Anyone who has been following the largest class action suit in history, Dukes v. Wal-Mart, has likely heard the views of Washington and Lee alumnus Gerald “Jerry” Maatman.
The 1978 graduate, a senior partner at Seyfarth Shaw L.L.P., in Chicago, has filed a brief with the Supreme Court in support of Walmart on behalf of Costco and the Society for Human Resource Management. Jerry’s primary practice is defending employers sued in employment-related class actions and EEOC-pattern or -practice lawsuits brought in federal and state courts throughout the United States. He is credited with pioneering employment-practices audits in order to help employers devise policies that will reduce employment-related class-action suits. He co-authored a 2002 book, “The Manager’s Guide to Preventing a Hostile Work Environment.”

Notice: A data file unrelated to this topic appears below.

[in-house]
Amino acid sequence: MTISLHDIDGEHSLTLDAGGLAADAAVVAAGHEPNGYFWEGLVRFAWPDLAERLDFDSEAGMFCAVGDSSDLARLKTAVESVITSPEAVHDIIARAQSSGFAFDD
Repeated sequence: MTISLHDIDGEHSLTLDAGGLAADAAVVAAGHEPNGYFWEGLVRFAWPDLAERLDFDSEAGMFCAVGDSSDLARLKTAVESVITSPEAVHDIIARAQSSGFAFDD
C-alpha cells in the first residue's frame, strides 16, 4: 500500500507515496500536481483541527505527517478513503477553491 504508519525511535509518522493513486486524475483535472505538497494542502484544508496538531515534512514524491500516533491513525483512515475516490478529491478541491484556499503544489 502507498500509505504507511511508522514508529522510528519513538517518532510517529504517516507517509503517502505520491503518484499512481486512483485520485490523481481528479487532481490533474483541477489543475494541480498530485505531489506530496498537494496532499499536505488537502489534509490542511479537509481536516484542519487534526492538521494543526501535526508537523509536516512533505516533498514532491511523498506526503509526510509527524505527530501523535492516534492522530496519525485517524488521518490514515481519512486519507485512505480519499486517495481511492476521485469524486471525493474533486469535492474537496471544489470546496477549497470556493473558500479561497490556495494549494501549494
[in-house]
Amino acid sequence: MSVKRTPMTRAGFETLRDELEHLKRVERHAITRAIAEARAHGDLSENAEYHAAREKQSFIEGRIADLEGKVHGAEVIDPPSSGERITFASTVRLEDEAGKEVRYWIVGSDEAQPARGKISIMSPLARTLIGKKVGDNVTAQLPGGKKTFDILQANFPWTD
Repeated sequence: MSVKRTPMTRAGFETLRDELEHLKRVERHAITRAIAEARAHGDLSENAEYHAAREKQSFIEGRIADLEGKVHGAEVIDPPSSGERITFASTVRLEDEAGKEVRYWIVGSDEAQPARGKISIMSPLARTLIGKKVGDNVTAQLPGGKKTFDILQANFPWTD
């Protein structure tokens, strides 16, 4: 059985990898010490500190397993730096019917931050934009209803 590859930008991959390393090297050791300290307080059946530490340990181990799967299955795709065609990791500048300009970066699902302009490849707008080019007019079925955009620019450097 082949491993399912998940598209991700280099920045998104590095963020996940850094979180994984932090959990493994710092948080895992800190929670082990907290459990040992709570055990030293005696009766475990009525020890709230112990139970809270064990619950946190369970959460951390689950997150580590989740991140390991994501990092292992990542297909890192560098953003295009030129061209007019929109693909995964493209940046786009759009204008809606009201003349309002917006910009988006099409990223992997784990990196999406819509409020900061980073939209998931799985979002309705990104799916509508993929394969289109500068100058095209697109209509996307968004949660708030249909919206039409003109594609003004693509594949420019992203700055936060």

Jerry is a popular media-interview subject on these issues, and his perspectives on the Walmart case have been widely quoted, from an article in The Economist this past January to an appearance on the National Public Radio program “On Point with Tom Ashbrook” last month.
In the NPR segment, the discussion came on March 31, two days after arguments were made at the Supreme Court. Jerry said he thought that the court’s decision in the case may determine how future class-action suits are treated, but that it will depend upon the language the court uses. “There are many different combinations of alliances on the court. I don’t think it will be a unanimous decision,” he said.
You can also listen to a podcast of his views on how the Walmart decision could impact corporate recruiting on ERE.net.
Jerry also shares his expertise on another hot topic — workplace bullying. A recent story on PropertyCasualty360.com cited his views on that issue.
His W&L classmates will recall Jerry’s expertise on the golf course more than in the courtroom. He was a two-time All-American in the sport. It wasn’t until 2008 that W&L had another golfer with those credentials. That’s when Nathaniel James earned back-to-back recognition on All-American teams.